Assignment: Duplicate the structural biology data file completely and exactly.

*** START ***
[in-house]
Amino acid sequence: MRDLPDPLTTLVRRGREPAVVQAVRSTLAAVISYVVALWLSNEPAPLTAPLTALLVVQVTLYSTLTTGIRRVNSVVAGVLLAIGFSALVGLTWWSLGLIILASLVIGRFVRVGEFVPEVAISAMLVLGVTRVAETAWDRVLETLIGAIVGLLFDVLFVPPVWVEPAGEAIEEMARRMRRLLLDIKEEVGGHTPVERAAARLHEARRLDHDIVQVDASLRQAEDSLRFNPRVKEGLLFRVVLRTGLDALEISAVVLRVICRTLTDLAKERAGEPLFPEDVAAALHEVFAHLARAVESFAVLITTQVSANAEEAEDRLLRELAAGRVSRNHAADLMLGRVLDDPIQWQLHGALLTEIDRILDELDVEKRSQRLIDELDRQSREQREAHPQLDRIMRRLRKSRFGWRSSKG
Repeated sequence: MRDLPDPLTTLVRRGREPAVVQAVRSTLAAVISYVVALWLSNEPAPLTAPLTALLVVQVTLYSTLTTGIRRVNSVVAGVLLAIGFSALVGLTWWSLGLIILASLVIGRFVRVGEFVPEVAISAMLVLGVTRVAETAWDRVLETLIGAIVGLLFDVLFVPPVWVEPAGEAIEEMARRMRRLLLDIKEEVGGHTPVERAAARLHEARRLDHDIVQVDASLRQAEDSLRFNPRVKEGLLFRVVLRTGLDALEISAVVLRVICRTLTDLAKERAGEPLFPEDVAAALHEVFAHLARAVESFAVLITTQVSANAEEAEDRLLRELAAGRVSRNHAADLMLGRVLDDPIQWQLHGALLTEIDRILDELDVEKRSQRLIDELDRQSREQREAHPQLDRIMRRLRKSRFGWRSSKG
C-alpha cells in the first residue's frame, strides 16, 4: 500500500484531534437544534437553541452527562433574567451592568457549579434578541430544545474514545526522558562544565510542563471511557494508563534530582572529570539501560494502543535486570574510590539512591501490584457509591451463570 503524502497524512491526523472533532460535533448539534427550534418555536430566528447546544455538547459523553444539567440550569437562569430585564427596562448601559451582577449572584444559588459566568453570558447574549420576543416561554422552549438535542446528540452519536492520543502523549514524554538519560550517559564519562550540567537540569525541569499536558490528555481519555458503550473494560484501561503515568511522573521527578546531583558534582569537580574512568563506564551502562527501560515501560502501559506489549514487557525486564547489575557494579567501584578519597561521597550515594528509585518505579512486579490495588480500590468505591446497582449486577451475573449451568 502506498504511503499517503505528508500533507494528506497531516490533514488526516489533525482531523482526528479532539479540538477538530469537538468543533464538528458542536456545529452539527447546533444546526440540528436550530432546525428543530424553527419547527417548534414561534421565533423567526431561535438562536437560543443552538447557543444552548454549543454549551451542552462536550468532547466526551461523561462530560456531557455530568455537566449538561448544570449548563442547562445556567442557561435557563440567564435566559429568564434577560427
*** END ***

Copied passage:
[in-house]
Amino acid sequence: MRDLPDPLTTLVRRGREPAVVQAVRSTLAAVISYVVALWLSNEPAPLTAPLTALLVVQVTLYSTLTTGIRRVNSVVAGVLLAIGFSALVGLTWWSLGLIILASLVIGRFVRVGEFVPEVAISAMLVLGVTRVAETAWDRVLETLIGAIVGLLFDVLFVPPVWVEPAGEAIEEMARRMRRLLLDIKEEVGGHTPVERAAARLHEARRLDHDIVQVDASLRQAEDSLRFNPRVKEGLLFRVVLRTGLDALEISAVVLRVICRTLTDLAKERAGEPLFPEDVAAALHEVFAHLARAVESFAVLITTQVSANAEEAEDRLLRELAAGRVSRNHAADLMLGRVLDDPIQWQLHGALLTEIDRILDELDVEKRSQRLIDELDRQSREQREAHPQLDRIMRRLRKSRFGWRSSKG
Repeated sequence: MRDLPDPLTTLVRRGREPAVVQAVRSTLAAVISYVVALWLSNEPAPLTAPLTALLVVQVTLYSTLTTGIRRVNSVVAGVLLAIGFSALVGLTWWSLGLIILASLVIGRFVRVGEFVPEVAISAMLVLGVTRVAETAWDRVLETLIGAIVGLLFDVLFVPPVWVEPAGEAIEEMARRMRRLLLDIKEEVGGHTPVERAAARLHEARRLDHDIVQVDASLRQAEDSLRFNPRVKEGLLFRVVLRTGLDALEISAVVLRVICRTLTDLAKERAGEPLFPEDVAAALHEVFAHLARAVESFAVLITTQVSANAEEAEDRLLRELAAGRVSRNHAADLMLGRVLDDPIQWQLHGALLTEIDRILDELDVEKRSQRLIDELDRQSREQREAHPQLDRIMRRLRKSRFGWRSSKG
C-alpha cells in the first residue's frame, strides 16, 4: 500500500484531534437544534437553541452527562433574567451592568457549579434578541430544545474514545526522558562544565510542563471511557494508563534530582572529570539501560494502543535486570574510590539512591501490584457509591451463570 503524502497524512491526523472533532460535533448539534427550534418555536430566528447546544455538547459523553444539567440550569437562569430585564427596562448601559451582577449572584444559588459566568453570558447574549420576543416561554422552549438535542446528540452519536492520543502523549514524554538519560550517559564519562550540567537540569525541569499536558490528555481519555458503550473494560484501561503515568511522573521527578546531583558534582569537580574512568563506564551502562527501560515501560502501559506489549514487557525486564547489575557494579567501584578519597561521597550515594528509585518505579512486579490495588480500590468505591446497582449486577451475573449451568 502506498504511503499517503505528508500533507494528506497531516490533514488526516489533525482531523482526528479532539479540538477538530469537538468543533464538528458542536456545529452539527447546533444546526440540528436550530432546525428543530424553527419547527417548534414561534421565533423567526431561535438562536437560543443552538447557543444552548454549543454549551451542552462536550468532547466526551461523561462530560456531557455530568455537566449538561448544570449548563442547562445556567442557561435557563440567564435566559429568564434577560427